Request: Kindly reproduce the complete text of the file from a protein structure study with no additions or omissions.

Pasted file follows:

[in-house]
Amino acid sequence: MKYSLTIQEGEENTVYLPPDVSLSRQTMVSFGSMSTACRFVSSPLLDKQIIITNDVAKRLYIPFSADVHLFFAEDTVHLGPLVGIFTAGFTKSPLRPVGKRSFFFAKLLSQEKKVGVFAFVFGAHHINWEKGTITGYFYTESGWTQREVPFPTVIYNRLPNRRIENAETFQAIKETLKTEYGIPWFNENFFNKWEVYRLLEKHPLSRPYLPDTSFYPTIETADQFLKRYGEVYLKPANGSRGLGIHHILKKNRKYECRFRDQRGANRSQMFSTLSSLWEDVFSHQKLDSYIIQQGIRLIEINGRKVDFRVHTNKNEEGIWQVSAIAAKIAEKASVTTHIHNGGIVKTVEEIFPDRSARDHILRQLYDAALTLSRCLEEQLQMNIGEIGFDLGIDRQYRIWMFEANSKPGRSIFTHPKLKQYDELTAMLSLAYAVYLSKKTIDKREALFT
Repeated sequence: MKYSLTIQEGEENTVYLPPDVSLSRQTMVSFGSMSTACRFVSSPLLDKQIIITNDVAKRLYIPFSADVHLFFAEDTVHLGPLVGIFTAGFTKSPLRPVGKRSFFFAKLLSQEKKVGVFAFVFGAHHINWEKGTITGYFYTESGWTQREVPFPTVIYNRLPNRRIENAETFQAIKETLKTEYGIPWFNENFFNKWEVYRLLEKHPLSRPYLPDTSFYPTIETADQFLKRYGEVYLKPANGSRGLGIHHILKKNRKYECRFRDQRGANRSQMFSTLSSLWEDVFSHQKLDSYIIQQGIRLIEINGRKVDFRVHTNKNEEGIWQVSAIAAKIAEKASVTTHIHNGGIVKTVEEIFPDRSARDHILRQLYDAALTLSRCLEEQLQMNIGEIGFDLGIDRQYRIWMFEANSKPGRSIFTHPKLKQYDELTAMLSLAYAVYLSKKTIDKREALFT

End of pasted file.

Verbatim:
[in-house]
Amino acid sequence: MKYSLTIQEGEENTVYLPPDVSLSRQTMVSFGSMSTACRFVSSPLLDKQIIITNDVAKRLYIPFSADVHLFFAEDTVHLGPLVGIFTAGFTKSPLRPVGKRSFFFAKLLSQEKKVGVFAFVFGAHHINWEKGTITGYFYTESGWTQREVPFPTVIYNRLPNRRIENAETFQAIKETLKTEYGIPWFNENFFNKWEVYRLLEKHPLSRPYLPDTSFYPTIETADQFLKRYGEVYLKPANGSRGLGIHHILKKNRKYECRFRDQRGANRSQMFSTLSSLWEDVFSHQKLDSYIIQQGIRLIEINGRKVDFRVHTNKNEEGIWQVSAIAAKIAEKASVTTHIHNGGIVKTVEEIFPDRSARDHILRQLYDAALTLSRCLEEQLQMNIGEIGFDLGIDRQYRIWMFEANSKPGRSIFTHPKLKQYDELTAMLSLAYAVYLSKKTIDKREALFT
Repeated sequence: MKYSLTIQEGEENTVYLPPDVSLSRQTMVSFGSMSTACRFVSSPLLDKQIIITNDVAKRLYIPFSADVHLFFAEDTVHLGPLVGIFTAGFTKSPLRPVGKRSFFFAKLLSQEKKVGVFAFVFGAHHINWEKGTITGYFYTESGWTQREVPFPTVIYNRLPNRRIENAETFQAIKETLKTEYGIPWFNENFFNKWEVYRLLEKHPLSRPYLPDTSFYPTIETADQFLKRYGEVYLKPANGSRGLGIHHILKKNRKYECRFRDQRGANRSQMFSTLSSLWEDVFSHQKLDSYIIQQGIRLIEINGRKVDFRVHTNKNEEGIWQVSAIAAKIAEKASVTTHIHNGGIVKTVEEIFPDRSARDHILRQLYDAALTLSRCLEEQLQMNIGEIGFDLGIDRQYRIWMFEANSKPGRSIFTHPKLKQYDELTAMLSLAYAVYLSKKTIDKREALFT